One late summer day, my son helped me create a website. The pressures of the experts said, “You need a website. And don’t forget to make lots of friends on social media.”

Where I am today

Blinded by my dream, I jumped right into it all, blogging, reviewing books, and creating profiles on different social media platforms. But seven years have gone by since then, and I’m no closer to that dream than I was when I was a bright-eyed kid. Sure, I’ve honed my skills, but I’m still nowhere near the author goal.

Attending conferences, reading craft books, making friends on social media, creating your own place in the internet world is all recommended and commendable. But if I had to do it over again, I would wait to announce to the world my dream and jump on the bandwagon with everyone else. I’d save my money and use my time more wisely. I’d avoid the pressures and stress of trying to measure up in the eyes of so many people and keep the joy instead.

Somewhere from then to here, the excitement and joy seeped out, leaving a big hunk of sadness, a grief over unrealized dreams. It feels like I missed the boat because I listened to all the advice of the more established people. What I should have done, and what I recommend now but am not sure quite how to do, is to just rest in God and who He made me to be, to write for the pure joy of writing. The goal should be to write your first drafts before doing any of this other stuff because the first draft still requires a lot of work.

My advice for those starting out

If you have a writing dream, I propose you write a couple novels before you even start sending them through critique, and then while they go through that process, build the platforms and write the blogs.

Along with the critique groups, invest in taking some courses, not just attending the conferences. I always put off taking the courses. When my firstborn was quite young, I took a Children’s Writing Institute course, but then I let the worries of other finances end that. I wish I’d taken other courses and not just relied on craft books because courses involve actual homework that exercises the muscles. Sure, craft books do that to some extent, but no one really holds you accountable.

Critique partners hold a person accountable. They help improve your skills, but they don’t always teach you about some elements like identifying the flaw and goals. Brainstorming partners benefit people like me. Maybe that would save some time, all the hours invested in a manuscript that just dies in the Word files because they lacked these critical components.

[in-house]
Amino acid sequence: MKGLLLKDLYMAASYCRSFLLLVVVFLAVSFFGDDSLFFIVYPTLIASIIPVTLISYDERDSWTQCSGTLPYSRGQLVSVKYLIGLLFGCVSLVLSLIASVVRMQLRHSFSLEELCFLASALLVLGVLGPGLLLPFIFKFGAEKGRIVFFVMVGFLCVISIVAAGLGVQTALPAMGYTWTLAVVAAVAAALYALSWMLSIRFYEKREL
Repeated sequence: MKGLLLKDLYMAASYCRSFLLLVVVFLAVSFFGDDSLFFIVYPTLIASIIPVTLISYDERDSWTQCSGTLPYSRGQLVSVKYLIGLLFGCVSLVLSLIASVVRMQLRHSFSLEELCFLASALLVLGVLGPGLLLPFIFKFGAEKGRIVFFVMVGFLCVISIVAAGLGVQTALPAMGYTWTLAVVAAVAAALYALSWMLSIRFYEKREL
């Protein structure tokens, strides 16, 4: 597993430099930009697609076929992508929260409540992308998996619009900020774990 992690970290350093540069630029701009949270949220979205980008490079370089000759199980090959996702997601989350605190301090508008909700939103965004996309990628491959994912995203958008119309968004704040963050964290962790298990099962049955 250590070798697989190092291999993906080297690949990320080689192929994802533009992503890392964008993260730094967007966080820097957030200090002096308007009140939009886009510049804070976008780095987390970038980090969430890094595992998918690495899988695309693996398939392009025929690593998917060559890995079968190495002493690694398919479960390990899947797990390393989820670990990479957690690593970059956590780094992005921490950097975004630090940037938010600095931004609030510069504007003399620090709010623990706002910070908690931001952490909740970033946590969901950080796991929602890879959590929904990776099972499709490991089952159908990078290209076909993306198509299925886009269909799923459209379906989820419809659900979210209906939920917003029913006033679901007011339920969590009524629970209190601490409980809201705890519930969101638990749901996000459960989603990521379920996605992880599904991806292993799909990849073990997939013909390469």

Apparently, I have written plenty of premises but lacked in a real plot. I wish I had discovered that in the beginning.

Of course, it isn’t too late.

Rediscovering writing dream

What can a person do? Start with a clean slate. Concentrate on strengthening a weakness. Return to the drawing board. Rediscover the joy of creating. Pick yourself, wipe your tears, open a fresh file, and start again. Whether you succeed or not depends on God’s plans for you. You might as well have fun with it during those initial few stages. And if He opens the doors, celebrate with those who never gave up on you, even when you gave up on yourself.

May the Lord bless you. Now, go forth and write–or whatever your dream is, not worrying about the rest until the proper time.

What dream of youth still lives in your heart?

10 Replies to “A writing dream”

  1. I hear you, Michelle! Just yesterday I felt so discouraged over all the demands that writing puts on us. Website and social media and newsletters and once you’re published you get to mess with categories and keywords that are always changing, and book blurbs and what form is out and what’s in. It’s always a struggle, but as writers, we keep writing. That’s the main thing. Hang in there and keep writing!